Statue of Lady Sennuwy, Egypt, ca. 1971–1926 BCE, granodiorite, 67 × 45 3⁄4 × 18 1⁄2".

Nubia had a flourishing culture from at least the end of the third millennium BCE, as the exhibition elegantly showed. During that long history, Nubia interacted with other polities around it, especially pharaonic and then Ptolemaic and Roman Egypt. The contact between the two countries was marked by an asymmetrical power balance. Nubia always strove to maintain its political independence but was subordinated to its northern neighbor for long stretches. Once, however, the tables were turned: Nubia annexed Egypt for more than eighty years (744–656 BCE). After Piankhy started the conquest of Egypt, four other Nubian kings ruled the extended Nilotic empire as the twenty-fifth dynasty of Pharaohs. It was during that period that writing in Egyptian hieroglyphs appeared in Nubia for the first time, which allowed for a better reconstruction of the country’s history thenceforth. 

The cultural exchange with Egypt, however, was not limited to writing. It was already robust long before the twenty-fifth dynasty, and it remained so long after, flowing in both directions. It manifested not only in stylistic and formal borrowings in art and architecture, but also in the noticeable taste for things Nubian in Egypt and Egyptian in Nubia. This reciprocal covetousness was well illustrated by arguably the most beautiful object in the exhibition, the life-size statue of Lady Sennuwy of Asyut in Upper Egypt, dated to the reign of Pharaoh Senwosret I (1971–1926 BCE). Masterfully carved of gray granodiorite, this statue was probably looted from Egypt centuries after it was carved and brought to Kerma, the capital of Nubia, to be buried in the tomb of a later king with a similar statue of Sennuwy’s husband, Djefaihapi, since shattered. Sennuwy’s statue, along with many comparable objects in the show, elucidated the great admiration that Egyptian culture and art enjoyed in Nubia, even when the expression of such admiration was through looting. This dynamic finds a parallel in the Romans’ appropriation of Greek art and culture, which reached its peak after the former occupied and annexed the latter. In both cases, the military and political victory did not erase the victors’ taste for the art of the defeated. They copied, imitated, and even identified with it.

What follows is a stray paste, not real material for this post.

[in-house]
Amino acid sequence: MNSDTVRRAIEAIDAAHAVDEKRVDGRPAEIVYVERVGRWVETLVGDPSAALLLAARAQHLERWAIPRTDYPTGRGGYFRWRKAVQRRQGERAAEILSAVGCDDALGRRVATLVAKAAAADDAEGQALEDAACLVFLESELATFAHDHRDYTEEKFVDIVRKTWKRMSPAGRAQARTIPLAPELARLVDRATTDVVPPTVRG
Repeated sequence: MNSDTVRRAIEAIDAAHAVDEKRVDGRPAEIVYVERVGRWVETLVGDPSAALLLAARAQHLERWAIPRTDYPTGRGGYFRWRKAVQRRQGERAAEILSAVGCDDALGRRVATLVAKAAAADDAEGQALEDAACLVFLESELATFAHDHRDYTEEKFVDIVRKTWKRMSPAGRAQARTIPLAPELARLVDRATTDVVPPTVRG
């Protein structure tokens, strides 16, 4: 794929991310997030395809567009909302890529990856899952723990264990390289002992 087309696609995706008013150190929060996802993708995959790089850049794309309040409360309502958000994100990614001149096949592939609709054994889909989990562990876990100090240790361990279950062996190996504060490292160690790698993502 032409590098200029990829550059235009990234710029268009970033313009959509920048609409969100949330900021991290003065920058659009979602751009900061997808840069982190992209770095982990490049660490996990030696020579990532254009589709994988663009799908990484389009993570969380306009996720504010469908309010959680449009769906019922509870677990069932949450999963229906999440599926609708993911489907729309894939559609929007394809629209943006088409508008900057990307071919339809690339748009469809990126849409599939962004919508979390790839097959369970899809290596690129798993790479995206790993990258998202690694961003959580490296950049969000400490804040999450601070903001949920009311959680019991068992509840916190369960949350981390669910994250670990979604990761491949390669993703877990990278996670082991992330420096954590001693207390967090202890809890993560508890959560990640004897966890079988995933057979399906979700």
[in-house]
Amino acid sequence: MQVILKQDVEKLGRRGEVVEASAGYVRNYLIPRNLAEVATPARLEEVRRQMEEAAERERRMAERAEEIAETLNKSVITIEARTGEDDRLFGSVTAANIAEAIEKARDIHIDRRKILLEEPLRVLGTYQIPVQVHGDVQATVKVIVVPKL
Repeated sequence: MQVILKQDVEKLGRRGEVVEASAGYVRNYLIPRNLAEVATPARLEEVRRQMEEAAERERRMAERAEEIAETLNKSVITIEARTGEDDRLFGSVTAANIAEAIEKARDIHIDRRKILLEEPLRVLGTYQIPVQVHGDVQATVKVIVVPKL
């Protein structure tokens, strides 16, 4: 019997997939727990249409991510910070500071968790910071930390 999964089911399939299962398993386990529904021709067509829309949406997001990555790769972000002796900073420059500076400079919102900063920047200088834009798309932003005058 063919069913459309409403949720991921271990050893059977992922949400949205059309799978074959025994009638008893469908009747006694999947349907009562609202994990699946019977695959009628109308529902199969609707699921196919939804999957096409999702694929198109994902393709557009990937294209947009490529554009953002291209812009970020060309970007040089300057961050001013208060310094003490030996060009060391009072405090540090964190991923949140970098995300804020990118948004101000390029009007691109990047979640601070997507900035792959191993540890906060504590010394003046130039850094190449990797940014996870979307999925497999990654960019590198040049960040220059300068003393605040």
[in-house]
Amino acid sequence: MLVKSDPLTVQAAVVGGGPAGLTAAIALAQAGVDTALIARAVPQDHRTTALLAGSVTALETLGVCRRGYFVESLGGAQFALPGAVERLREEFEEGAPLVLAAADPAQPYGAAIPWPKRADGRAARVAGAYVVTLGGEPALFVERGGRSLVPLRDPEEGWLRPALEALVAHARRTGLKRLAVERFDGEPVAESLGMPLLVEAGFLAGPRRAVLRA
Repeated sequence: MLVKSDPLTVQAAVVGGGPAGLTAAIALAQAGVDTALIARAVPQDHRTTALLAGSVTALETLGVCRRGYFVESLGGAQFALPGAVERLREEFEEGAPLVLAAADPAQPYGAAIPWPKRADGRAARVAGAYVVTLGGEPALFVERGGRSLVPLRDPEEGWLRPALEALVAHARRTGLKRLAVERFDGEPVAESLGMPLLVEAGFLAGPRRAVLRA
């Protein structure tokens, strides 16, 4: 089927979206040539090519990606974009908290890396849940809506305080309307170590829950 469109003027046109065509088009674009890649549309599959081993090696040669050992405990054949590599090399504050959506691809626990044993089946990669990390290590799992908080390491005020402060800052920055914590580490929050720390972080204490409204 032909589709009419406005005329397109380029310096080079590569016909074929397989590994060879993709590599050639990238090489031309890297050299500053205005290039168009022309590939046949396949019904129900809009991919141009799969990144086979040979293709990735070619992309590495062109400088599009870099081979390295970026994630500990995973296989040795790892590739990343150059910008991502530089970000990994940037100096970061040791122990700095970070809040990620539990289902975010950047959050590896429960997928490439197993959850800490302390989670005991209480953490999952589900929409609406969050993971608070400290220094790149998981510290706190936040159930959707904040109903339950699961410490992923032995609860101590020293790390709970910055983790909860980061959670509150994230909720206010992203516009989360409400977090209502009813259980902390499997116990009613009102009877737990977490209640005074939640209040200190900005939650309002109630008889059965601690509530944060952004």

Who should own objects obtained under colonial rule, the museums or the countries of origin?

But the most expressive representation of the intercultural spirit to which the show aspired was a modestly painted but wonderful seventeen-by-fourteen-inch Egyptian limestone stele (tomb marker) from the twenty-first century BCE. Attributed to a Nubian soldier, Nenu, the stele shows him standing with the characteristic Nubian short kilt and leather sash while holding in his hands a bow and arrows, the signs both of his function as an archer and his identity as a Nubian. (Famous for archery, Nubians served in great numbers in the Egyptian army during the First Intermediate Period [2181–2055 BCE].) Behind Nenu stands his Egyptian wife, Sekhat Hor, lighter in skin and wearing the typically Egyptian white sheath dress, lovingly wrapping her arm around his chest. Facing the couple are their two children, a boy and a girl, both dressed in the Nubian fashion and having a skin tone that is midway between their mother’s and father’s. Two dogs, one light and one dark, and a servant offering a libation complete the composition and maintain the balance of colors between brown and white. 

The whole image is a quotidian scene of a family comfortable with its ethnic (and what we in the US today would identify as racial) mix. The interest in racial distinction, inherited from an Enlightenment obsessed with social stratification and from the long, bloodstained, and unsettled history of white supremacy and slavery, which still poisons political (and of course cultural) life in the United States, hovers like a penumbra around this ancient image of a world before race, a world long hidden in order to sustain narratives of race. Despite and because of its flaws, this exhibition illuminated both that lost world and the processes that have kept it out of view.

Nasser Rabbat is the is the Aga Khan Professor and Director of the Aga Khan Program for Islamic Architecture at the Massachusetts Institute of Technology